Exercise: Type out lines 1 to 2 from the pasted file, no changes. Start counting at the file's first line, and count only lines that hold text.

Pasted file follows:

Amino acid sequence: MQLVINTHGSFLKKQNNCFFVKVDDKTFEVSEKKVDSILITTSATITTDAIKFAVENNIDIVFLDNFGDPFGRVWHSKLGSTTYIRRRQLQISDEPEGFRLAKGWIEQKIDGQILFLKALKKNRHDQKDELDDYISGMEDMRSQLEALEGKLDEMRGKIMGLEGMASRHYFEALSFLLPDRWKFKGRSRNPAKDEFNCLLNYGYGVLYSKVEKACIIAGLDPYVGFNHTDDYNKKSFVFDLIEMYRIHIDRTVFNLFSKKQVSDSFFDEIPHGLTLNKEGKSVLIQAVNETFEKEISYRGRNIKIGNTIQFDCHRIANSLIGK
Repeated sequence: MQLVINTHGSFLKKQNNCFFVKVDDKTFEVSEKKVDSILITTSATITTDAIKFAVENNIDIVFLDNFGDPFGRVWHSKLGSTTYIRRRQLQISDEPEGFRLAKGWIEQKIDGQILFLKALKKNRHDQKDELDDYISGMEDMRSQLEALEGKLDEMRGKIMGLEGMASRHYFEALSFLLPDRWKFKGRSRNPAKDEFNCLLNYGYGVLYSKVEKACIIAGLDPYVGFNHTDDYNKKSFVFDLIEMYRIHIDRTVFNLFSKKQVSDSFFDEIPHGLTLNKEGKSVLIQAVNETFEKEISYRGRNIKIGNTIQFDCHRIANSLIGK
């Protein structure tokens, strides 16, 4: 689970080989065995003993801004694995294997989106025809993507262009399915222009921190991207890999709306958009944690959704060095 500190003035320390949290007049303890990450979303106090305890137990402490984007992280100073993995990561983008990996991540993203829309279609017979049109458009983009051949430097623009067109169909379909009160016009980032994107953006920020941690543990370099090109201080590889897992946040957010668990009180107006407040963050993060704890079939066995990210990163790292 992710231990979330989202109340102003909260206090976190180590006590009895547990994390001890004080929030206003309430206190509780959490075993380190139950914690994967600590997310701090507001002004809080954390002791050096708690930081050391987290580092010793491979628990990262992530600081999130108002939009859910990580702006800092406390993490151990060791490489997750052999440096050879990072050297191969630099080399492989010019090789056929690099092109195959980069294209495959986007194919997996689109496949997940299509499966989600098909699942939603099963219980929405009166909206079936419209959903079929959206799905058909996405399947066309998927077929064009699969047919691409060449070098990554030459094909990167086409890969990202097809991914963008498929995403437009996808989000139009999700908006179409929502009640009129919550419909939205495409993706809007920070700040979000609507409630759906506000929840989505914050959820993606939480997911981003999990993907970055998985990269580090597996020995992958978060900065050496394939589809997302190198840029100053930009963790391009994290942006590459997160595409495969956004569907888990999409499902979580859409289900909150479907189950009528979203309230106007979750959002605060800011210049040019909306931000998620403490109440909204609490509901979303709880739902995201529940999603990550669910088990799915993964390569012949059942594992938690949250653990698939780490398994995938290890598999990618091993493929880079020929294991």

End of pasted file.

Amino acid sequence: MQLVINTHGSFLKKQNNCFFVKVDDKTFEVSEKKVDSILITTSATITTDAIKFAVENNIDIVFLDNFGDPFGRVWHSKLGSTTYIRRRQLQISDEPEGFRLAKGWIEQKIDGQILFLKALKKNRHDQKDELDDYISGMEDMRSQLEALEGKLDEMRGKIMGLEGMASRHYFEALSFLLPDRWKFKGRSRNPAKDEFNCLLNYGYGVLYSKVEKACIIAGLDPYVGFNHTDDYNKKSFVFDLIEMYRIHIDRTVFNLFSKKQVSDSFFDEIPHGLTLNKEGKSVLIQAVNETFEKEISYRGRNIKIGNTIQFDCHRIANSLIGK
Repeated sequence: MQLVINTHGSFLKKQNNCFFVKVDDKTFEVSEKKVDSILITTSATITTDAIKFAVENNIDIVFLDNFGDPFGRVWHSKLGSTTYIRRRQLQISDEPEGFRLAKGWIEQKIDGQILFLKALKKNRHDQKDELDDYISGMEDMRSQLEALEGKLDEMRGKIMGLEGMASRHYFEALSFLLPDRWKFKGRSRNPAKDEFNCLLNYGYGVLYSKVEKACIIAGLDPYVGFNHTDDYNKKSFVFDLIEMYRIHIDRTVFNLFSKKQVSDSFFDEIPHGLTLNKEGKSVLIQAVNETFEKEISYRGRNIKIGNTIQFDCHRIANSLIGK